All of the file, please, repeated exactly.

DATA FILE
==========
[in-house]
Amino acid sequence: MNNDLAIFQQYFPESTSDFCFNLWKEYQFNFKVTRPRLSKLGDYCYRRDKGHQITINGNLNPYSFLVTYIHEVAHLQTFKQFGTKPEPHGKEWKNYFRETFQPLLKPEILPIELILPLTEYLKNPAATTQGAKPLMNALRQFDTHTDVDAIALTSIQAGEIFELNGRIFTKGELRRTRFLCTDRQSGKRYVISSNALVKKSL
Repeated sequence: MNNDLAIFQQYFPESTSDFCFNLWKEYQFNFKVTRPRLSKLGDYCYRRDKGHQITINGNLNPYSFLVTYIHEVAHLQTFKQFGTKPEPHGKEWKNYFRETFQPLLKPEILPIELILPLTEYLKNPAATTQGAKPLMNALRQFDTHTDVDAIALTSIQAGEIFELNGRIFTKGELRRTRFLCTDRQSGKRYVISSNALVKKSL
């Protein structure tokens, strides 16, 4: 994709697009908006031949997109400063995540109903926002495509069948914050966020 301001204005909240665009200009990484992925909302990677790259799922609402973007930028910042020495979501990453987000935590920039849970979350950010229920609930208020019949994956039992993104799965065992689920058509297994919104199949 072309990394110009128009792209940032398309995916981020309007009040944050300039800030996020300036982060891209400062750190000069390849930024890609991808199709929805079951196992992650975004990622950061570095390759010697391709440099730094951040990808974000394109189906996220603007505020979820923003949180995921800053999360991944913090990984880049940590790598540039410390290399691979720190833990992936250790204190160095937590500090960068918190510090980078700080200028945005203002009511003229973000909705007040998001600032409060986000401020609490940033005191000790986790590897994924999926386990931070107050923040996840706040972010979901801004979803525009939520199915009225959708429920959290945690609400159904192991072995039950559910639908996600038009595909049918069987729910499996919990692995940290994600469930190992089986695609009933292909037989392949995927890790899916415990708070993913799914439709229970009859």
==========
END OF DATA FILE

[in-house]
Amino acid sequence: MNNDLAIFQQYFPESTSDFCFNLWKEYQFNFKVTRPRLSKLGDYCYRRDKGHQITINGNLNPYSFLVTYIHEVAHLQTFKQFGTKPEPHGKEWKNYFRETFQPLLKPEILPIELILPLTEYLKNPAATTQGAKPLMNALRQFDTHTDVDAIALTSIQAGEIFELNGRIFTKGELRRTRFLCTDRQSGKRYVISSNALVKKSL
Repeated sequence: MNNDLAIFQQYFPESTSDFCFNLWKEYQFNFKVTRPRLSKLGDYCYRRDKGHQITINGNLNPYSFLVTYIHEVAHLQTFKQFGTKPEPHGKEWKNYFRETFQPLLKPEILPIELILPLTEYLKNPAATTQGAKPLMNALRQFDTHTDVDAIALTSIQAGEIFELNGRIFTKGELRRTRFLCTDRQSGKRYVISSNALVKKSL
């Protein structure tokens, strides 16, 4: 994709697009908006031949997109400063995540109903926002495509069948914050966020 301001204005909240665009200009990484992925909302990677790259799922609402973007930028910042020495979501990453987000935590920039849970979350950010229920609930208020019949994956039992993104799965065992689920058509297994919104199949 072309990394110009128009792209940032398309995916981020309007009040944050300039800030996020300036982060891209400062750190000069390849930024890609991808199709929805079951196992992650975004990622950061570095390759010697391709440099730094951040990808974000394109189906996220603007505020979820923003949180995921800053999360991944913090990984880049940590790598540039410390290399691979720190833990992936250790204190160095937590500090960068918190510090980078700080200028945005203002009511003229973000909705007040998001600032409060986000401020609490940033005191000790986790590897994924999926386990931070107050923040996840706040972010979901801004979803525009939520199915009225959708429920959290945690609400159904192991072995039950559910639908996600038009595909049918069987729910499996919990692995940290994600469930190992089986695609009933292909037989392949995927890790899916415990708070993913799914439709229970009859």